For graduate students:
Consultations will be facilitated by the Academic Advising Center and will include the department chair and the campus director or designee if applicable. Academic Advising will notify the appropriate department chair of consultations for students in the department, but due to the dispersed nature of graduate programs, chairs may determine that they do not wish to involve themselves.
Unlike undergraduate dismissals, behavioral dismissals may not be warranted for graduate students due to the nature of the probation and dismissal policies tied to graduate students. If a student receives a deficient grade due to plagiarism, the penalties are as follows:
Before advancement to candidacy (12 core hours completed, does not include prerequisites), if students receive a single grade of C, they will automatically be placed on academic probation, limited to 1 class per term, and notified via mail. If students receive a second grade of C or a single grade of F (or ZF, in the case of Incompletes that are converted after one year), they will be dismissed from the program.
After advancement to candidacy, a student who receives three C grades, a combination of a C and an F, or two F grades will be dismissed from the program.
The Academic Advising Center will also have the ability to forward a plagiarism case to the appropriate dean for further action if necessary. An example of a case where this may be necessary would be the repeat offender who has already been through the plagiarism tutorial, may have multiple issues documented, but whose final offense may yield a grade for the course that does not result in dismissal. In cases like these, the Academic Advising Center will reserve the right to request that a dean consider whether the case is a code violation, which may warrant referral of the case to the Academic Honesty Board for a hearing on potential suspension or dismissal.
Students who are dismissed have the right of appeal with one exception: students who are conditionally admitted (based on an undergraduate cumulative GPA of 2.0 to 2.49999) will be dismissed with no right of appeal if they receive any grade lower than a B- prior to advancement to candidacy. However, they may appeal for readmission after the passage of one calendar year, as may students who are denied reinstatement.
In the case of students who appeal for reinstatement or readmission to the Graduate Council, a recommendation (much like that requested from the site director, instructor, or dean) can be provided by Academic Advising Center detailing each student's progress with the PPP.
Given this, it may not be necessary to utilize consultations with department chairs since academic probation and dismissal policies for graduate students are more limiting than for undergraduate students.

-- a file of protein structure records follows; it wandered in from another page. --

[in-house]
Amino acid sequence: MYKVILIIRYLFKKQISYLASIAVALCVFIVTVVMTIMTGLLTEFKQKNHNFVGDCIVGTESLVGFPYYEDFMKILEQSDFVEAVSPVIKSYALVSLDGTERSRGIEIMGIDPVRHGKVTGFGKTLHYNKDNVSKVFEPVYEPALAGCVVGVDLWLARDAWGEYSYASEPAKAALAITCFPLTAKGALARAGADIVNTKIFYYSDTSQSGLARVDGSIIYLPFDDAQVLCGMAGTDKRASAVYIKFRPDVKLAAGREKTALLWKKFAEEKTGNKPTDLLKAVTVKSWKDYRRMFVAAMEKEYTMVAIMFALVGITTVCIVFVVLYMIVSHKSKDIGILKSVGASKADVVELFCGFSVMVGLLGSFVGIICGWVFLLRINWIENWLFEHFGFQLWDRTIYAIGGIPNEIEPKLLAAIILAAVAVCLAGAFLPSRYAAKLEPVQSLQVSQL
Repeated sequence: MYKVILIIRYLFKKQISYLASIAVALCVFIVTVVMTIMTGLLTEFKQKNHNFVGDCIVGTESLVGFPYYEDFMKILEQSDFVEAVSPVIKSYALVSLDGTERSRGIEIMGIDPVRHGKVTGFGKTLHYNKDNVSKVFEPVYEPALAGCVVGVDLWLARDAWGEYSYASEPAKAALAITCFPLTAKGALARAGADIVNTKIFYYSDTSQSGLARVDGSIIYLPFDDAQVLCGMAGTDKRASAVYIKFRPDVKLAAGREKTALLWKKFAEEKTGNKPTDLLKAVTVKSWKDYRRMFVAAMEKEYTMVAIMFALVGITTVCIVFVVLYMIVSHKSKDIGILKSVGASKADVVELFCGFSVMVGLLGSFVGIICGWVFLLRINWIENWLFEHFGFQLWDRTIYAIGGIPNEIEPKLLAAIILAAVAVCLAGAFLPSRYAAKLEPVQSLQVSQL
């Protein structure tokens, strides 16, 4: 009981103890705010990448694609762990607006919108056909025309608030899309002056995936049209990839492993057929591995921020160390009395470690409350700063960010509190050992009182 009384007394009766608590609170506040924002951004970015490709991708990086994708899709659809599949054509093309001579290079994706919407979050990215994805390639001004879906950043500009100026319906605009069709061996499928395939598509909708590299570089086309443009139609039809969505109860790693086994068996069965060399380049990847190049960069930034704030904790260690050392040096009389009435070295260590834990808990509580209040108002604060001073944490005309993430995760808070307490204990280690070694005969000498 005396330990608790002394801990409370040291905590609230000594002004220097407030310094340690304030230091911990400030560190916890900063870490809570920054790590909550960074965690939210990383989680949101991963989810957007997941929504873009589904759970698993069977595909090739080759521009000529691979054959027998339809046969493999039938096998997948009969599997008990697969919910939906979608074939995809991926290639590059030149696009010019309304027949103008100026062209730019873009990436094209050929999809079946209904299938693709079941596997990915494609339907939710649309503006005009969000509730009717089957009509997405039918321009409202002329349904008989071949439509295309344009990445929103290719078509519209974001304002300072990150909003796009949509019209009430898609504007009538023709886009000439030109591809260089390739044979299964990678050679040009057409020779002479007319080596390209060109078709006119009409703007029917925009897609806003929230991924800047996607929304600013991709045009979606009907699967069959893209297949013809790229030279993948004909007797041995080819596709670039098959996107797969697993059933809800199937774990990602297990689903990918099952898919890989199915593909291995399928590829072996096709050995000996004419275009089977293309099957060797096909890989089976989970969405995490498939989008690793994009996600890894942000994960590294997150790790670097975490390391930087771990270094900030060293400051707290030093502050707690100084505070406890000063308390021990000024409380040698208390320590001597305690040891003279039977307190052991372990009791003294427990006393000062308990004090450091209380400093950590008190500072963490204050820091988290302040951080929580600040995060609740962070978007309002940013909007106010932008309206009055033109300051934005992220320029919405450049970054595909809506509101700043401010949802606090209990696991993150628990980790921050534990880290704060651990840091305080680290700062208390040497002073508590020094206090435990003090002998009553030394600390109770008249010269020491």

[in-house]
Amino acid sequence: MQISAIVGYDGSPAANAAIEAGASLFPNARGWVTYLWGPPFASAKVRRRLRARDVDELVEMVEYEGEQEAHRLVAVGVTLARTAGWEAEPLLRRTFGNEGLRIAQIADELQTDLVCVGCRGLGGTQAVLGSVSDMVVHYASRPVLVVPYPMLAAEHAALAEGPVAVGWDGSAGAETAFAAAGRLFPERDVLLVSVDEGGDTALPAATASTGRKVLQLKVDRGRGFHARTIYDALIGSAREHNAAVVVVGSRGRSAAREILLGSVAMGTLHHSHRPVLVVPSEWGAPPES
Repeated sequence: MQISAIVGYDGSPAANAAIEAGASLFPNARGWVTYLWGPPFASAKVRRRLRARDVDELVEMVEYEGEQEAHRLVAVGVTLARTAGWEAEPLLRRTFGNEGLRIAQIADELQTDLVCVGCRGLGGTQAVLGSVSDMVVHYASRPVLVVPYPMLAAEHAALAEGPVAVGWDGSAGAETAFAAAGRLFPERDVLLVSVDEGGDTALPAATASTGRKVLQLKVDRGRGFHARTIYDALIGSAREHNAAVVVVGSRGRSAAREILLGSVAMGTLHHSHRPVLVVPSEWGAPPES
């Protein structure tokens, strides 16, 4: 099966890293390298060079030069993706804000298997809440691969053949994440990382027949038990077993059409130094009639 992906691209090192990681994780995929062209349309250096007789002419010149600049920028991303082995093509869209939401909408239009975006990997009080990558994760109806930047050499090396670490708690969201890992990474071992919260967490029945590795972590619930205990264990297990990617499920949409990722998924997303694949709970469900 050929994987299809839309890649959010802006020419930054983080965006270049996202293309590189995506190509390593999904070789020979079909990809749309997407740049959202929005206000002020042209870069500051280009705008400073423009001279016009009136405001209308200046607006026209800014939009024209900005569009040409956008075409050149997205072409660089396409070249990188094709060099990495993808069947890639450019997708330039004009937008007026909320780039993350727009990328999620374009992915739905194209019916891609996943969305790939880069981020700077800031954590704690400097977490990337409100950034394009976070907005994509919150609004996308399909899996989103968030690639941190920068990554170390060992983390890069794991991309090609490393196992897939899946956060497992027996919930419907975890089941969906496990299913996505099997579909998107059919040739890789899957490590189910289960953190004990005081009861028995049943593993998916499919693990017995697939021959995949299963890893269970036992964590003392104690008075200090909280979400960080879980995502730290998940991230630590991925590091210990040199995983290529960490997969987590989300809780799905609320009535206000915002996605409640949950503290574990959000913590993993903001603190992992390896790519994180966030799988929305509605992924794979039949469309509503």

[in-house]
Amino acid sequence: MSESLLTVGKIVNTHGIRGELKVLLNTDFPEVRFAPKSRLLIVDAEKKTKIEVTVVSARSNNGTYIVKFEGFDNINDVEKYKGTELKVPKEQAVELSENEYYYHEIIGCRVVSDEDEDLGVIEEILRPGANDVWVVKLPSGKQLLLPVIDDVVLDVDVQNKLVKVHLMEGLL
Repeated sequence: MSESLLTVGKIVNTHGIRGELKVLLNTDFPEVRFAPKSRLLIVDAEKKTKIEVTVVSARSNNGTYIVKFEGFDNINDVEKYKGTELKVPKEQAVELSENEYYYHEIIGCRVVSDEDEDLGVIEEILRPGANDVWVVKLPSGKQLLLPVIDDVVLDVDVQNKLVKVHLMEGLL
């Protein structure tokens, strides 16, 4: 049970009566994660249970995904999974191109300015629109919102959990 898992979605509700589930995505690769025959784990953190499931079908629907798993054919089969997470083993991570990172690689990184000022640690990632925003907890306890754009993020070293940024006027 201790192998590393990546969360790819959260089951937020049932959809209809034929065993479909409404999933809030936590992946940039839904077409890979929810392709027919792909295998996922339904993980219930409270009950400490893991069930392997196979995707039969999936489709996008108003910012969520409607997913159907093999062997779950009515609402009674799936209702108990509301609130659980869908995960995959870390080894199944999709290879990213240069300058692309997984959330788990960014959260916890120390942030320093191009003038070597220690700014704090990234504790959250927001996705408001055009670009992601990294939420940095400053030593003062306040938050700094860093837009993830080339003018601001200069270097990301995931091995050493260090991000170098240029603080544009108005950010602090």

Academic Honesty Board
The purpose of the Academic Honesty Board is to hear cases involving charges of student violations of the policies pertaining to academic dishonesty, including plagiarism and cheating, in cases that might involve suspension or expulsion.
The Academic Honesty Board consists of a pool of representatives appointed each year as follows: five full-time and five part-time faculty members from each school and college appointed by the academic deans, and five academic administrative staff members appointed by the Provost and Senior Vice President. The panel of board members for each hearing is composed of two faculty members and two academic administrative staff members, chosen from the aforementioned pool. The Academic Honesty Board selects one of its members to serve as presiding officer.
Cases are referred to the Academic Honesty Board by the academic deans. Staff support for the Academic Honesty Board is provided by the Academic Advising Center.
Students may appeal decisions of the Academic Honesty Board to the Provost and Senior Vice President.
Grounds for appeals:
- Procedural error
- New evidence
- Excessive sanction
Limits of appeal and sequence of appeal:
A student found in violation of a stated policy may appeal only once, based on one or more of the criteria cited above.
Appeals of decisions made by the Academic Honesty Board are decided upon by the Provost and Senior Vice President.
- The student must file the appeal through the Academic Advising Center (or Campus Director) within 10 calendar days of receiving written notification of the decision. The Academic Advising Center then forwards the appeal to the Provost's Office.
- The individual seeking the appeal must indicate, in writing, the specific bases or reasons for his or her appeal. The appeal statement should include the following: student's name, ID#, local address, phone number, reason for appeal (see criteria above), and appropriate information regarding why the appeal should be granted. The letter should be of sufficient detail to stand on its own without accompanying testimony to permit the evaluation of the merit of the grounds for appeal. For example, if there were procedural errors, the errors should be identified and it should be noted what effect those errors had on the outcome of the case. If there is new evidence, the nature of that evidence and the potential effect on the outcome of the case should be noted. If the student believes the sanction was excessive, the student should take great care to note why they believe the sanction was excessive and should suggest a more reasonable sanction.
- The Provost will consider the written statement of appeal and recommend the action to be taken: denial of appeal or a new hearing. The individuals involved will receive written notification of the decision from the Academic Advising Center.
- If the result of the appeal is an order for a rehearing, a new panel of Academic Honesty Board members would rehear the case.